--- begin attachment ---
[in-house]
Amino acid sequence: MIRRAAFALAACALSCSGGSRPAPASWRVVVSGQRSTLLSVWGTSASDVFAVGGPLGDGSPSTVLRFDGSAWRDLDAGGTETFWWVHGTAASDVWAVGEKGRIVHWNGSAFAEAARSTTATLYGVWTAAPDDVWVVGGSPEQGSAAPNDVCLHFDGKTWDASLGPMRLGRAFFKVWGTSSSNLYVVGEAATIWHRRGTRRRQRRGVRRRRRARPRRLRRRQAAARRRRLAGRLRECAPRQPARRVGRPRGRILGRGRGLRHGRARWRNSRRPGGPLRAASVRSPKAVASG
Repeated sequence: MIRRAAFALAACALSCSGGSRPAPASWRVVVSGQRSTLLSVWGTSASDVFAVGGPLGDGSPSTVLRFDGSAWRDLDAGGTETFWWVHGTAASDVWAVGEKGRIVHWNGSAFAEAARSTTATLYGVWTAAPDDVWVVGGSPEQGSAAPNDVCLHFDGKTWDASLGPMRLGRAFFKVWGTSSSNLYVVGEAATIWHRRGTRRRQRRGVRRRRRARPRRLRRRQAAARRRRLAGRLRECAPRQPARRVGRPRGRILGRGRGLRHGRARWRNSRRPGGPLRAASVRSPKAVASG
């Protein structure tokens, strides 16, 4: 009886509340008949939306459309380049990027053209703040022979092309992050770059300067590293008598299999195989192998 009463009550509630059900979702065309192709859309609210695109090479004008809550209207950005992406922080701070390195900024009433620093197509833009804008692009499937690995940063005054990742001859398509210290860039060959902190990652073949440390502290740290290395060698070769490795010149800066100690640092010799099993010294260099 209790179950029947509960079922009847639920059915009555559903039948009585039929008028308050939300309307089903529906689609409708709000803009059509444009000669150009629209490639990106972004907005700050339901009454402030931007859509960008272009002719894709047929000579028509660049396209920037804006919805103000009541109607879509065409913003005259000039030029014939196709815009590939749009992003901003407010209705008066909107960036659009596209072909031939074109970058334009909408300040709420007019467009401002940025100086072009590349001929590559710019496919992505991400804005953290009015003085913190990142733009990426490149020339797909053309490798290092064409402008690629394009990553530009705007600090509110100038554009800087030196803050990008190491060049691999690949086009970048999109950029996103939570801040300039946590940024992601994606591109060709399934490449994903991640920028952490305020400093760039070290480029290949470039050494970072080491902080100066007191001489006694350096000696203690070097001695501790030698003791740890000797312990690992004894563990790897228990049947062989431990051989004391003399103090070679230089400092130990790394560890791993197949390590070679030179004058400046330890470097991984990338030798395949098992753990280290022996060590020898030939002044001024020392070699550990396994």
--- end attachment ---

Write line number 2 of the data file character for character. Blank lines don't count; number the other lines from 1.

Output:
Amino acid sequence: MIRRAAFALAACALSCSGGSRPAPASWRVVVSGQRSTLLSVWGTSASDVFAVGGPLGDGSPSTVLRFDGSAWRDLDAGGTETFWWVHGTAASDVWAVGEKGRIVHWNGSAFAEAARSTTATLYGVWTAAPDDVWVVGGSPEQGSAAPNDVCLHFDGKTWDASLGPMRLGRAFFKVWGTSSSNLYVVGEAATIWHRRGTRRRQRRGVRRRRRARPRRLRRRQAAARRRRLAGRLRECAPRQPARRVGRPRGRILGRGRGLRHGRARWRNSRRPGGPLRAASVRSPKAVASG